At this point we have finally found where oxygen takes part in aerobic cellular respiration, or, in other words, why aerobic cellular respiration is ‘aerobic.’ In fact, this is the only step in aerobic cellular respiration that directly requires molecular oxygen. If oxygen is not present, however, oxidative phosphorylation, the citric acid cycle, and pyruvate oxidation are not able to occur. We will discuss the reason for this in the lesson on fermentation.

The sequence of reduction and oxidation reactions allows energy to be gradually released, and it is productively used to transport protons (H+) across the membrane. The transport of protons requires energy because it is accompanied by the formation of a chemical gradient. As we’ve seen before, a chemical gradient is a form of potential energy – remember this energy, we’ll see how it is used to produce ATP in just a moment.

Electrons can actually enter the electron transport chain at several stages in the process. Precisely where they enter depends on the redox potential of the electron donor and the redox potential of the electron acceptor (if this doesn’t make sense to you, then it might be useful to review basic redox chemistry in a chemistry textbook).

As you recall, in the citric acid cycle FAD+ is reduced to form FADH2. The electrons carried by FADH2 enter the electron transport chain at ubiquinone. From this point on, the electrons follow the same path as with NADH + H+ and are ultimately used to reduce oxygen. Two other important features of electron transport are notable.

First, notice that each time a redox reaction occurs, the amount of free energy present decreases. In other words, each time an electron is transferred between carriers, a small amount of energy is released. This, again, is the energy that is used to build a proton gradient across the membrane. Second, it is important to notice that all components of electron transport chains share a common feature - they are all capable of undergoing oxidation and reduction.

As a result, they cycle from being oxidized, to being reduced, to being oxidized, and so on. This has several important implications, one of which is that the NADH + H+ produced during metabolism of glucose is continually being re-oxidized to form NAD+ that can cycle back to participate in glycolysis, pyruvate oxidation, and the citric acid cycle.

Like many other membranes in cells, the inner mitochondrial membrane is highly selective and H+ cannot readily cross it. This is a very important feature since it provides a way to form a H+ gradient. During electron transport, protons are pumped across the membrane via the electron transport chain, forming just such a gradient.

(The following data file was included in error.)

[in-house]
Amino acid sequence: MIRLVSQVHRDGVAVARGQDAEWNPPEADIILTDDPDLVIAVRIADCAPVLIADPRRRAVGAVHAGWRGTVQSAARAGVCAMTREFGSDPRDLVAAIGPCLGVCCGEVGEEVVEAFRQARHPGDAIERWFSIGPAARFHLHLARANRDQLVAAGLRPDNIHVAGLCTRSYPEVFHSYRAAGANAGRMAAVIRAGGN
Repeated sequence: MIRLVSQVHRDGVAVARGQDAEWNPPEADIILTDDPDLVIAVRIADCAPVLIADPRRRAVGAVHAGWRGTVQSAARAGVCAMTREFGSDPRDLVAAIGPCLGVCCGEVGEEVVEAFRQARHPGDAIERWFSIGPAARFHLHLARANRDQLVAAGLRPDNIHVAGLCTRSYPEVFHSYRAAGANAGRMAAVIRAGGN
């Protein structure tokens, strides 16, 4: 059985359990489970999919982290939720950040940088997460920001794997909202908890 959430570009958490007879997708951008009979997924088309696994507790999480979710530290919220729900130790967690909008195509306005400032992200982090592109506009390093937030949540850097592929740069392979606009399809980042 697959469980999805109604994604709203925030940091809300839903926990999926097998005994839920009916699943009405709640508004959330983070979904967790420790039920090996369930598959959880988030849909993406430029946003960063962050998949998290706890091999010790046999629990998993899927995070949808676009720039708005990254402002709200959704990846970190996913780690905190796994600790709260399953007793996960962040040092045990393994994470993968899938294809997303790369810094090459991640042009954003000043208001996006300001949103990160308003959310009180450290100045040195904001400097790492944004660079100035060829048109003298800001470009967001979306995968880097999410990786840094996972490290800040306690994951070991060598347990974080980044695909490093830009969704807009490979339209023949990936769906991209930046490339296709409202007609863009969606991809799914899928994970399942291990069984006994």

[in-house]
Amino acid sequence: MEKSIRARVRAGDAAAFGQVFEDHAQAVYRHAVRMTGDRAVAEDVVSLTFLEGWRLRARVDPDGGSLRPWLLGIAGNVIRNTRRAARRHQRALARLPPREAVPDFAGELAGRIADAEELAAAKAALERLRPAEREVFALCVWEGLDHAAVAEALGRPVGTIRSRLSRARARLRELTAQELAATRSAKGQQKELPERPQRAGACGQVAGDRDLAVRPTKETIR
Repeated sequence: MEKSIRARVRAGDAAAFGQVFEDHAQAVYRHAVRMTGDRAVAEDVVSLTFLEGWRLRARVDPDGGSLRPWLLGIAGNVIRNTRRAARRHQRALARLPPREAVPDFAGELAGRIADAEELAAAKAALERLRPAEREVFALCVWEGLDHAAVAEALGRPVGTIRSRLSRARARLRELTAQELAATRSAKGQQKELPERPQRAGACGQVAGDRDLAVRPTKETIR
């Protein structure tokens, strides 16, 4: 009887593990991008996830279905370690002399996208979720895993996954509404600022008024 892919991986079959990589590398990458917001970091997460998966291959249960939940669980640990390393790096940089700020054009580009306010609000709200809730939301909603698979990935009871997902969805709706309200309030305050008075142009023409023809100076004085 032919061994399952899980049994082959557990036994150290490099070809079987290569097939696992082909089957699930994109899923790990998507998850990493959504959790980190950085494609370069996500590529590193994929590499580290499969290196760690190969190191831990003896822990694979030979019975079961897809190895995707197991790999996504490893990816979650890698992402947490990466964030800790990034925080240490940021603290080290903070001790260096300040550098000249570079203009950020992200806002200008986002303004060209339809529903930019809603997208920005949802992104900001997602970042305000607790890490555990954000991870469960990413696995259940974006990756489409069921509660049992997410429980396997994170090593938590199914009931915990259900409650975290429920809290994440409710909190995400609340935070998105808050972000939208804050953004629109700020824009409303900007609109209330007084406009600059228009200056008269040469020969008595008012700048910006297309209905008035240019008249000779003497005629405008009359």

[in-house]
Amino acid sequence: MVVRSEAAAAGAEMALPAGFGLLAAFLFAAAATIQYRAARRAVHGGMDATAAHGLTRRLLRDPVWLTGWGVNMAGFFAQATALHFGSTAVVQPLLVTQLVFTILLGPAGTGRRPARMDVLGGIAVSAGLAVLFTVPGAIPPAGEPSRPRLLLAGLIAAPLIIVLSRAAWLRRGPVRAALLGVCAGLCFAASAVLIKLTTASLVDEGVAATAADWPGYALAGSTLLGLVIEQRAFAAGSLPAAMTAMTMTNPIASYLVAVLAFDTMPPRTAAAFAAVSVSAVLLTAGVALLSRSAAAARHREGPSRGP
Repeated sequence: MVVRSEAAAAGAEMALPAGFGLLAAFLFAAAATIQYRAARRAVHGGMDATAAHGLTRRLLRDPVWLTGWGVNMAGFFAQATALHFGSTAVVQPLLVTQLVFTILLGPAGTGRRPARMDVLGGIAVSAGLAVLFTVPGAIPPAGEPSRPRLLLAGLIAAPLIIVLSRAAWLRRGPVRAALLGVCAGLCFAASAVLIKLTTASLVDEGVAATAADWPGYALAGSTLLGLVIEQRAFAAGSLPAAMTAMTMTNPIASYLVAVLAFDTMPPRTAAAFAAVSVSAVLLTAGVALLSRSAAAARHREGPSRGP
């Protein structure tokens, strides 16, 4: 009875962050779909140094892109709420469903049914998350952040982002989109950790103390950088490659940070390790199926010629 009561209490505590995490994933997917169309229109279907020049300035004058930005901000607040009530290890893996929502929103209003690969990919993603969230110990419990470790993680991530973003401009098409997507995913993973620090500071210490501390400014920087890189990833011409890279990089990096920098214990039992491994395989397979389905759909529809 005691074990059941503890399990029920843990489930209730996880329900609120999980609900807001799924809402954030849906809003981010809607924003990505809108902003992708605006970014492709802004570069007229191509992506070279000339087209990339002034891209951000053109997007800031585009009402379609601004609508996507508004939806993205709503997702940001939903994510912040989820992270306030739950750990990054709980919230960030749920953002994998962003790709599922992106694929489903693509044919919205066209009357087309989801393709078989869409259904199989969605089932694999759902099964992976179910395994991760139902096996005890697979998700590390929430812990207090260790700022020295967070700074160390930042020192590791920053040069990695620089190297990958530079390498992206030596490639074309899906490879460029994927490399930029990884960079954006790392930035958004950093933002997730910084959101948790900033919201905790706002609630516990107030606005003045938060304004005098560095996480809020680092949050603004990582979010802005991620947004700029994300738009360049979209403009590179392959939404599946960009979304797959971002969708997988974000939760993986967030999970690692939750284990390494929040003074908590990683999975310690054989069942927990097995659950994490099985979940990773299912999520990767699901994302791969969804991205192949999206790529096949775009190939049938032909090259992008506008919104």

Given a chance, protons will diffuse back across the membrane toward equilibrium. In order for H+ to move back across the membrane, however, they must pass through special channels within the ATP synthase complex. The passage of H+ through the channels is “driven” by the electrochemical gradient that exists due to the difference in the H+ concentrations on either side of the membrane.

This electrochemical gradient, which is also called the proton motive force, provides the energy needed by ATP synthase to synthesize ATP from ADP and inorganic phosphate. As protons flow down their electrochemical gradient and through ATP synthase, they cause part of the synthase complex to rotate. The energy thus provided is used to form ATP from ADP and inorganic phosphate.

Aerobic Cellular Respiration - Electron Transport Chain

ATP Summary...

To summarize the process of aerobic cellular respiration, let’s look again at how ATP is produced throughout the whole process. Note that only a small proportion of ATP is produced during glycolysis and the citric acid cycle - these processes only net 4 ATP.

The reduced electron carriers NADH + H+ and FADH2 cycle energetic electrons to the electron transport chain from glycolysis, pyruvate oxidation, and the citric acid cycle. The vast majority of the ATP is produced as a result of oxidative phosphorylation.

In fact, 32 (!) molecules of ATP are produced for each molecule of glucose that is metabolized. The yield of energy from aerobic cellular respiration is important since many cells need a lot of ATP to function and grow. Just how much ATP do cells need? Here’s a staggering example: a working muscle cell may recycle ATP at a rate of 10 million molecules per second! Maybe sugar isn’t so bad for you after all!